Publications by authors named "Ioana Marin"

6 Publications

  • Page 1 of 1

Experimental autoimmune encephalomyelitis is associated with changes of the microbiota composition in the gastrointestinal tract.

Sci Rep 2020 09 16;10(1):15183. Epub 2020 Sep 16.

Center for Brain Immunology and Glia, University of Virginia, Charlottesville, VA, 22908, USA.

The gut microbiome is known to be sensitive to changes in the immune system, especially during autoimmune diseases such as Multiple Sclerosis (MS). Our study examines the changes to the gut microbiome that occur during experimental autoimmune encephalomyelitis (EAE), an animal model for MS. We collected fecal samples at key stages of EAE progression and quantified microbial abundances with 16S V3-V4 amplicon sequencing. Our analysis of the data suggests that the abundance of commensal Lactobacillaceae decreases during EAE while other commensal populations belonging to the Clostridiaceae, Ruminococcaceae, and Peptostreptococcaceae families expand. Community analysis with microbial co-occurrence networks points to these three expanding taxa as potential mediators of gut microbiome dysbiosis. We also employed PICRUSt2 to impute MetaCyc Enzyme Consortium (EC) pathway abundances from the original microbial abundance data. From this analysis, we found that a number of imputed EC pathways responsible for the production of immunomodulatory compounds appear to be enriched in mice undergoing EAE. Our analysis and interpretation of results provides a detailed picture of the changes to the gut microbiome that are occurring throughout the course of EAE disease progression and helps to evaluate EAE as a viable model for gut dysbiosis in MS patients.
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http://dx.doi.org/10.1038/s41598-020-72197-yDOI Listing
http://www.ncbi.nlm.nih.gov/pmc/articles/PMC7494894PMC
September 2020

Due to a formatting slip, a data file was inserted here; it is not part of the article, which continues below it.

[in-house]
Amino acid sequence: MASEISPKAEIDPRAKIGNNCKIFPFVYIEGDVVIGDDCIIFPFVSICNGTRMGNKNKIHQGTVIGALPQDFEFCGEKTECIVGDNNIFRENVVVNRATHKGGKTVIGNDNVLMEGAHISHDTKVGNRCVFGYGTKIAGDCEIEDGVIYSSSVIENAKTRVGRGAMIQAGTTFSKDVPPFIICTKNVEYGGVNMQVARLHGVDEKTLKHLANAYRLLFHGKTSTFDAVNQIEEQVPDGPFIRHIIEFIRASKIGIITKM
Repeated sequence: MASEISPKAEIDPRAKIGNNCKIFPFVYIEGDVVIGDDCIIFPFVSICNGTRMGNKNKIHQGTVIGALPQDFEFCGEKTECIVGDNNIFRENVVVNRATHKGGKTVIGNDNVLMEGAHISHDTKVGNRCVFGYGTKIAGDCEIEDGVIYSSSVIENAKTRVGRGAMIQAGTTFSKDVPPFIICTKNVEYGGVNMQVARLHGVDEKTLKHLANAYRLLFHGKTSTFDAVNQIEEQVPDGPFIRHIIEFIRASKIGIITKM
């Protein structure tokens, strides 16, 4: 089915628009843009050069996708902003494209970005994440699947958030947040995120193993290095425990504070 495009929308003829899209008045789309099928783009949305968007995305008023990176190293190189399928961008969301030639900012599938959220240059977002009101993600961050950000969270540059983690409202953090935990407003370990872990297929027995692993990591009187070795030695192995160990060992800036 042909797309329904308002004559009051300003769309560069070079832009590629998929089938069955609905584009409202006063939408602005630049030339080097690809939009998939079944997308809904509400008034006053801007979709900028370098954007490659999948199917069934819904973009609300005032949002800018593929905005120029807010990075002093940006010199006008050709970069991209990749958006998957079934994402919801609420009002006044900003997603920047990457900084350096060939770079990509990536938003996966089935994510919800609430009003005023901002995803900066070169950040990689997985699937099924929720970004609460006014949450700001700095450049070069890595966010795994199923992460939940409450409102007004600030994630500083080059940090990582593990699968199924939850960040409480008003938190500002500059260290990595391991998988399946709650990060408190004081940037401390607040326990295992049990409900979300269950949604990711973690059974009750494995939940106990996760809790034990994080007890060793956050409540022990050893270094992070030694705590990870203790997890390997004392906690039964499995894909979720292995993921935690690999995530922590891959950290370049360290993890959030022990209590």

Peripherally derived macrophages can engraft the brain independent of irradiation and maintain an identity distinct from microglia.

J Exp Med 2018 06 11;215(6):1627-1647. Epub 2018 Apr 11.

Center for Brain Immunology and Glia (BIG), University of Virginia, Charlottesville, VA

Peripherally derived macrophages infiltrate the brain after bone marrow transplantation and during central nervous system (CNS) inflammation. It was initially suggested that these engrafting cells were newly derived microglia and that irradiation was essential for engraftment to occur. However, it remains unclear whether brain-engrafting macrophages (beMφs) acquire a unique phenotype in the brain, whether long-term engraftment may occur without irradiation, and whether brain function is affected by the engrafted cells. In this study, we demonstrate that chronic, partial microglia depletion is sufficient for beMφs to populate the niche and that the presence of beMφs does not alter behavior. Furthermore, beMφs maintain a unique functional and transcriptional identity as compared with microglia. Overall, this study establishes beMφs as a unique CNS cell type and demonstrates that therapeutic engraftment of beMφs may be possible with irradiation-free conditioning regimens.